Yes, it's only July -- the middle of baseball season. Area golf courses are crowded. Football season is just around the corner. And yet, perhaps for the first time in years, a fair share of the conversations at your neighborhood sports bar this year deal with the upcoming Razorback basketball season.
Excitement is in the air, optimism, even. What's going on?
While several factors contribute, the return of the highly popular and very successful Mike Anderson to coach the Hogs probably leads the parade. After years of hardwood success, for much of which Coach Anderson was an integral part, the nine years following his moving on to assume the head coaching position at Alabama-Birmingham and Missouri have not been kind to Arkansas' basketball fortunes.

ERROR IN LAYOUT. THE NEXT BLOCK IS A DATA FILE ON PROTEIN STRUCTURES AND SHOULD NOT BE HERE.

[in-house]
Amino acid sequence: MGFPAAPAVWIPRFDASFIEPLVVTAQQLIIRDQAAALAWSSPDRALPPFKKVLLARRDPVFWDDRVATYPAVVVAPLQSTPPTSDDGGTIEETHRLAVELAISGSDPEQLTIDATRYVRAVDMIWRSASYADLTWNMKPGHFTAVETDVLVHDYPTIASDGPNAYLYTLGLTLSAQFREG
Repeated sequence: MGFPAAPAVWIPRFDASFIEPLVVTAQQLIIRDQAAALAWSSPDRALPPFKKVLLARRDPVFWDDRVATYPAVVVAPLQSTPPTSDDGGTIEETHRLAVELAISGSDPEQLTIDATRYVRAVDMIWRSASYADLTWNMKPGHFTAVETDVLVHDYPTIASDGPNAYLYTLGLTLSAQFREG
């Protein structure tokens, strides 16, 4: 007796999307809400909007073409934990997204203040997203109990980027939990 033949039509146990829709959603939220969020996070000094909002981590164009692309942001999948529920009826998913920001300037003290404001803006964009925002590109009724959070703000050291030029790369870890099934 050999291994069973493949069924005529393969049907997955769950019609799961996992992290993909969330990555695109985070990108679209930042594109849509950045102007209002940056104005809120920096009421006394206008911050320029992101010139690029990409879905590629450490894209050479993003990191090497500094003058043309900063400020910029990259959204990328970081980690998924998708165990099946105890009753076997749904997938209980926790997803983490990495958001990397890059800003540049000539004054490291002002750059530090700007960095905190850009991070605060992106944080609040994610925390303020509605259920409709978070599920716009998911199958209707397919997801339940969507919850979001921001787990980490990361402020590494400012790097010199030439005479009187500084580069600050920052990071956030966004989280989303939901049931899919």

During the 17 years of the Nolan Richardson/Mike Anderson regime the Hogs won 70 percent of their games, 62 percent of their conference games and played in 37 NCAA tournament games, winning 25 of them, including one National Championship.
In the nine years since their departure Arkansas' winning percentage was 46 percent, their winning percentage of conference games was 39 percent and they played in just four NCAA Tournament games, winning only one. And success rates aside, the style of play of the Arkansas teams of the Richardson/Anderson era was especially exciting and a source of pride for Hog fans.
Something tells me the 5,000 who showed up at the announcement press conference to welcome Coach Anderson back was just the first evidence of a rebirth of enthusiasm for Hog hoops.